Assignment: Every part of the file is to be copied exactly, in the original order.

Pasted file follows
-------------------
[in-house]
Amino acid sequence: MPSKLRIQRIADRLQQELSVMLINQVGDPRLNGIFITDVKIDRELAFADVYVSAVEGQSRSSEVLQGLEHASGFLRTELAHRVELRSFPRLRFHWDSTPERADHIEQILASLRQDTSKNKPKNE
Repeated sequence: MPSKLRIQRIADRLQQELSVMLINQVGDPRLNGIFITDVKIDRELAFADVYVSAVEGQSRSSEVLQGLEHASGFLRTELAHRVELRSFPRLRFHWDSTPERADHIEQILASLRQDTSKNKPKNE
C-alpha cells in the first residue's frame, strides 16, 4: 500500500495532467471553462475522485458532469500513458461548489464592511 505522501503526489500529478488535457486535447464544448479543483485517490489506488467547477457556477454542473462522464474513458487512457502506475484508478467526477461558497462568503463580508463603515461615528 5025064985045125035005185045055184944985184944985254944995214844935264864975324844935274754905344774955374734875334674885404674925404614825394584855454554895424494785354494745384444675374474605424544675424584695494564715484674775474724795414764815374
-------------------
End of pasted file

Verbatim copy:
[in-house]
Amino acid sequence: MPSKLRIQRIADRLQQELSVMLINQVGDPRLNGIFITDVKIDRELAFADVYVSAVEGQSRSSEVLQGLEHASGFLRTELAHRVELRSFPRLRFHWDSTPERADHIEQILASLRQDTSKNKPKNE
Repeated sequence: MPSKLRIQRIADRLQQELSVMLINQVGDPRLNGIFITDVKIDRELAFADVYVSAVEGQSRSSEVLQGLEHASGFLRTELAHRVELRSFPRLRFHWDSTPERADHIEQILASLRQDTSKNKPKNE
C-alpha cells in the first residue's frame, strides 16, 4: 500500500495532467471553462475522485458532469500513458461548489464592511 505522501503526489500529478488535457486535447464544448479543483485517490489506488467547477457556477454542473462522464474513458487512457502506475484508478467526477461558497462568503463580508463603515461615528 5025064985045125035005185045055184944985184944985254944995214844935264864975324844935274754905344774955374734875334674885404674925404614825394584855454554895424494785354494745384444675374474605424544675424584695494564715484674775474724795414764815374